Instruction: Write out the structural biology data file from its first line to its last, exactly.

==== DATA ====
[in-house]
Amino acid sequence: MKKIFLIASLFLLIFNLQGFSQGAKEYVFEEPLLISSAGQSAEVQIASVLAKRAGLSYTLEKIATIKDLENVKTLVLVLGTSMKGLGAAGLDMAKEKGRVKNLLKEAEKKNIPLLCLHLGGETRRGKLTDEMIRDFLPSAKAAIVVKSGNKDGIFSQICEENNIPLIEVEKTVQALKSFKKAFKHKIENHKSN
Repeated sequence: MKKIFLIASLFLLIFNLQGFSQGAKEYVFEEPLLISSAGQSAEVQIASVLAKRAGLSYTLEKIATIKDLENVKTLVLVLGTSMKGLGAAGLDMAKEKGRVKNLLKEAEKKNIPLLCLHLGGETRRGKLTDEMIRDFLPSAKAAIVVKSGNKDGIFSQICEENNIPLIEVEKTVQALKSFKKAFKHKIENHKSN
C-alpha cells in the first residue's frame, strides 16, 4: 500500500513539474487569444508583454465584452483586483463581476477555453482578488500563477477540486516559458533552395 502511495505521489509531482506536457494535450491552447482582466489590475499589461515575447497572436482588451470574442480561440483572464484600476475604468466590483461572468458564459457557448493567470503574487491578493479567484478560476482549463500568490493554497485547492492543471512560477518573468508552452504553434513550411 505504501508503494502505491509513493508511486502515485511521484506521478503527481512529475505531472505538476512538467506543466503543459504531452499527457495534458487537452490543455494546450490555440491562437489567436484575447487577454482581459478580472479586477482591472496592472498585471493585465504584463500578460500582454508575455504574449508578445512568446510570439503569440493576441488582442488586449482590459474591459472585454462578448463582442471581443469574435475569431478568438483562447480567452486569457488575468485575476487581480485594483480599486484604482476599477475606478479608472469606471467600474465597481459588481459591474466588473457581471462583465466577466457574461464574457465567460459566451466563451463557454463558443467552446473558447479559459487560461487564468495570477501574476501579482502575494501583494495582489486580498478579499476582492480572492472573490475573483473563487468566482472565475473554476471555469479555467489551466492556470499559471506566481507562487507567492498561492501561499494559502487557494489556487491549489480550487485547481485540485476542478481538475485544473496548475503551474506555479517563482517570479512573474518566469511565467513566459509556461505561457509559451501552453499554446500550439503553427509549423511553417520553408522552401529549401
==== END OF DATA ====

[in-house]
Amino acid sequence: MKKIFLIASLFLLIFNLQGFSQGAKEYVFEEPLLISSAGQSAEVQIASVLAKRAGLSYTLEKIATIKDLENVKTLVLVLGTSMKGLGAAGLDMAKEKGRVKNLLKEAEKKNIPLLCLHLGGETRRGKLTDEMIRDFLPSAKAAIVVKSGNKDGIFSQICEENNIPLIEVEKTVQALKSFKKAFKHKIENHKSN
Repeated sequence: MKKIFLIASLFLLIFNLQGFSQGAKEYVFEEPLLISSAGQSAEVQIASVLAKRAGLSYTLEKIATIKDLENVKTLVLVLGTSMKGLGAAGLDMAKEKGRVKNLLKEAEKKNIPLLCLHLGGETRRGKLTDEMIRDFLPSAKAAIVVKSGNKDGIFSQICEENNIPLIEVEKTVQALKSFKKAFKHKIENHKSN
C-alpha cells in the first residue's frame, strides 16, 4: 500500500513539474487569444508583454465584452483586483463581476477555453482578488500563477477540486516559458533552395 502511495505521489509531482506536457494535450491552447482582466489590475499589461515575447497572436482588451470574442480561440483572464484600476475604468466590483461572468458564459457557448493567470503574487491578493479567484478560476482549463500568490493554497485547492492543471512560477518573468508552452504553434513550411 505504501508503494502505491509513493508511486502515485511521484506521478503527481512529475505531472505538476512538467506543466503543459504531452499527457495534458487537452490543455494546450490555440491562437489567436484575447487577454482581459478580472479586477482591472496592472498585471493585465504584463500578460500582454508575455504574449508578445512568446510570439503569440493576441488582442488586449482590459474591459472585454462578448463582442471581443469574435475569431478568438483562447480567452486569457488575468485575476487581480485594483480599486484604482476599477475606478479608472469606471467600474465597481459588481459591474466588473457581471462583465466577466457574461464574457465567460459566451466563451463557454463558443467552446473558447479559459487560461487564468495570477501574476501579482502575494501583494495582489486580498478579499476582492480572492472573490475573483473563487468566482472565475473554476471555469479555467489551466492556470499559471506566481507562487507567492498561492501561499494559502487557494489556487491549489480550487485547481485540485476542478481538475485544473496548475503551474506555479517563482517570479512573474518566469511565467513566459509556461505561457509559451501552453499554446500550439503553427509549423511553417520553408522552401529549401